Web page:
This study has significant pedagogical implications for future graduate students seeking employment, entrepreneurship course developers and faculty. Relatively, the educational outcomes of entrepreneurship education will also rely on the way entrepreneurship is being taught to students. It is recommended that entrepreneurship teaching should focus on cognitive development and active implementation of in-house incubation for well-planned innovative business ideas. This will provide opportunities for students to gain real-life experiences and identify their strengths and weaknesses, as well as the areas and skills that need to be maintained; hence, further research on the effectiveness of in-house incubation could best be considered for the next study. Another concern raised in this study is the lack of training in financial planning. Hence, further research can be considered on how to improve the financial planning skills of students for a start-up journey.

Social implications

This course is designed in alignment with Oman Vision 2040, which places great emphasis on entrepreneurship as it plays an important role in the planned economic diversification and sustainability, in which innovation derived from entrepreneurship development will be used as the main driver for the development of infrastructure and educational systems that encourage entrepreneurship. Moreover, the ENVC course focuses on the concept of social entrepreneurship. It inculcates a sense of responsibility for supporting the immediate society among students. Learning the perceptions of students and teachers will provide opportunities to achieve their academic goals, which will reap economic and financial returns in the long run. The development of entrepreneurial skills and intentions of students will eventually help in boosting the country’s economy and its social fabric, thus improving the overall quality of life of Omani society.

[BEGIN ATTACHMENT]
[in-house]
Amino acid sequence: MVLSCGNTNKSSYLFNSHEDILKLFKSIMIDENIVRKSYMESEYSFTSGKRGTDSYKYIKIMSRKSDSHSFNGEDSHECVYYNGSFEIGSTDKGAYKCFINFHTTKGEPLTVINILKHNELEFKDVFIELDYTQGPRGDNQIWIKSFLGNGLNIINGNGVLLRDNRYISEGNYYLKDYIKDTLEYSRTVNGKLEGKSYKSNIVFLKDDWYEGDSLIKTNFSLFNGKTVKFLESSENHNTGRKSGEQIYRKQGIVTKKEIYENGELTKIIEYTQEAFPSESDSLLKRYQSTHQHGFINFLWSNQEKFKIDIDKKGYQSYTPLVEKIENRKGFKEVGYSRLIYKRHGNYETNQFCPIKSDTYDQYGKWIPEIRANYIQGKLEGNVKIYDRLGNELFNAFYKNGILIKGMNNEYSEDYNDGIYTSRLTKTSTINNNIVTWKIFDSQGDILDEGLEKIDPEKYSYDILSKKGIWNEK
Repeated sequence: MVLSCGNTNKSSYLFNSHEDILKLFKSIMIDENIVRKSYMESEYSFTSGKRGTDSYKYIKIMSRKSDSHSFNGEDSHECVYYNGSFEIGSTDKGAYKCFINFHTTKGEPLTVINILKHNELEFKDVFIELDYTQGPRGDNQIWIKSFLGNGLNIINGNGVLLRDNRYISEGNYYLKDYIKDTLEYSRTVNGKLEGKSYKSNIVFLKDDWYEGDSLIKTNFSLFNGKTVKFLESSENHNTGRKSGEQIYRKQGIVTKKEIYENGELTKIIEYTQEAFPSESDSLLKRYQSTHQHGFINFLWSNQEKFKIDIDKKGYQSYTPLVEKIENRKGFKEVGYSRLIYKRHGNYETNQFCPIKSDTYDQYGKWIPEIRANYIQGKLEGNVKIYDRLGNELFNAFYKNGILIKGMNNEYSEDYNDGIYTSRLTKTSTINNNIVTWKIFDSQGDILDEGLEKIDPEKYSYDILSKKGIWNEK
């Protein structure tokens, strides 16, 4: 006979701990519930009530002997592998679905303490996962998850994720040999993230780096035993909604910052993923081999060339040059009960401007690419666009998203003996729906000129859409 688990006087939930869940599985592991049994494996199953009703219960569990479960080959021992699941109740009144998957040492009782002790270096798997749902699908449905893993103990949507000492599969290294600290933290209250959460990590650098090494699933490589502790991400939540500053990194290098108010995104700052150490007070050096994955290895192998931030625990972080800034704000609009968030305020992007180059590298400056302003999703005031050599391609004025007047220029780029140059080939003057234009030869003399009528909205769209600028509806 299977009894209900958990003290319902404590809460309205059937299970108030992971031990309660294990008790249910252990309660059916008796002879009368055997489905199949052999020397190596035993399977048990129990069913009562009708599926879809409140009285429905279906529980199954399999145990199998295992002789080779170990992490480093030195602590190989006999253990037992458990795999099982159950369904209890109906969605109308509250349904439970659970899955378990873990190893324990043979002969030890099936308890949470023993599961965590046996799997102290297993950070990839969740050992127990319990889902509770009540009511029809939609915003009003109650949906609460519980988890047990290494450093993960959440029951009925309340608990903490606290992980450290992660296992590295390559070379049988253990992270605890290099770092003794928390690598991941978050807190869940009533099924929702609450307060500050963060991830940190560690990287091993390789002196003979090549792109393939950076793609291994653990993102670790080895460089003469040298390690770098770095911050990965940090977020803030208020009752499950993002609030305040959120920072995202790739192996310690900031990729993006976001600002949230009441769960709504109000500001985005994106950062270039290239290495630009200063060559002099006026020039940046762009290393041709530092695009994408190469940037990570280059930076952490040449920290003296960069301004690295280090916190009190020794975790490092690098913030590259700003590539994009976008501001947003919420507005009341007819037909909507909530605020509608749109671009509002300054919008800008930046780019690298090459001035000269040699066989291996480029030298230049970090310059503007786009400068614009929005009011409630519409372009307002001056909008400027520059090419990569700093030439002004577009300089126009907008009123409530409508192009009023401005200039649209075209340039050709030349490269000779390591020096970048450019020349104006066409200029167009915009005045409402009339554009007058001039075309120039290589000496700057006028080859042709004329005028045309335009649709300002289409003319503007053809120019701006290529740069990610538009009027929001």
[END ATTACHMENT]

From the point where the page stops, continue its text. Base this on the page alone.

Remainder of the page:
Even though this study is an exploratory investigation, the framework sets out clear empirical insights into the entrepreneurship course development, its main contents, assessments and learners’ and faculty members’ perceptions of the design, intent, content and delivery of the ENVC course and has crucial implications for all the stakeholders. The originality of this case study lies in the fact that it is the first of its kind in the body of research as it links theory to practice and will be a useful reference for entrepreneurship course developers, higher education faculty and students.



The authors would like to express their deep gratitude to the students and faculty who graciously agreed to participate in this research. The authors’ sincere gratitude also goes to all their colleagues for their support and comments.


Naqvi, S., Matriano, M.T.D.G. and Alimi, J.T. (2023), "Student and faculty perceptions on an entrepreneurship course: an exploratory study from Oman", Journal of Science and Technology Policy Management, Vol. 14 No. 5, pp. 885-911.